IRIN published an alarming article this week about the political origins of Zimbabwe’s cholera epidemic, which the WHO estimates has infected almost 90,000 and killed over 4,000 Zimbabweans. Bulawayo, Zimbabwe’s second largest city, has largely avoided the high levels of cholera raging throughout the rest of the country. The city’s director of health, Dr. Zanele Hwelima attributes this phenomenon to the fact that the city did not allow the company Zimbabwe National Water, or ZINWA, to control water delivery and sewage management.
The article ties ZINWA’s sewage management—and therefore the cholera epidemic—to a decision by Mugabe’s party, the ZANU-PF to, “dilute the power” of the opposition group, the MDC (Movement for Democratic Change) by transferring the provision of services to corporations under the control of central government, rather than with independent companies. And while there are myriad other factors that facilitated and exacerbated the epidemic, this example illustrates in very human terms how ZANU-PF corruption contributed to Zimbabwe’s destruction. With Mugabe at the helm, the precarious unity government doesn’t inspire much faith in their response.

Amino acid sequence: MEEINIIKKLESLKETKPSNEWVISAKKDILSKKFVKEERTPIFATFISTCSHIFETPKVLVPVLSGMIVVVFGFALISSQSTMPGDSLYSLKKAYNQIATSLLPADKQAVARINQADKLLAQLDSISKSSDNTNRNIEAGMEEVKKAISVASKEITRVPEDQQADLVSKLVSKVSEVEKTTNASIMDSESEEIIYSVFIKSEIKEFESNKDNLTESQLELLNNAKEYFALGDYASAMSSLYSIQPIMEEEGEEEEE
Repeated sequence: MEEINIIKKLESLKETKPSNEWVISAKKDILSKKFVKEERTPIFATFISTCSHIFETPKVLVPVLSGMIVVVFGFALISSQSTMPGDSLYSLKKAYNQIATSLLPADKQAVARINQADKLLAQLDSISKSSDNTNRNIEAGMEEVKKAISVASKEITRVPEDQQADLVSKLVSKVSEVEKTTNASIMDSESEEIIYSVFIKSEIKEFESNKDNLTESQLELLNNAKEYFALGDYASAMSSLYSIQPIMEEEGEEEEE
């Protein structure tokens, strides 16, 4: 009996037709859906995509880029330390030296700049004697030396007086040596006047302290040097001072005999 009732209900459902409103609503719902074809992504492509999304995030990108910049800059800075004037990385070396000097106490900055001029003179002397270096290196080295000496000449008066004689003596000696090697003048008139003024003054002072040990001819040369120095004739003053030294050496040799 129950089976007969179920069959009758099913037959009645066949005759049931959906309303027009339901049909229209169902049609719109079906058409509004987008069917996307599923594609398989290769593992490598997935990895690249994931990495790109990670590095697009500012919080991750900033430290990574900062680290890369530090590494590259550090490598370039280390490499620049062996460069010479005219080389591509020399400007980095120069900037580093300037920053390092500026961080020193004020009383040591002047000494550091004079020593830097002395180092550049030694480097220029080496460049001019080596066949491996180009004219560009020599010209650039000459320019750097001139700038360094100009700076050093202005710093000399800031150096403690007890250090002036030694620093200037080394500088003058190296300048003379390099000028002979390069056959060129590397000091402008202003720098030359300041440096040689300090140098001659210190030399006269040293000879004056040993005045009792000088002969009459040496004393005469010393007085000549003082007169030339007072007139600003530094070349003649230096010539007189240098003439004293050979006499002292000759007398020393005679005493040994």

New statistics from the U.N. show that the cholera epidemic is spilling over Zimbabwe’s borders, with nine countries in southern Africa recording rising case numbers and fatalities.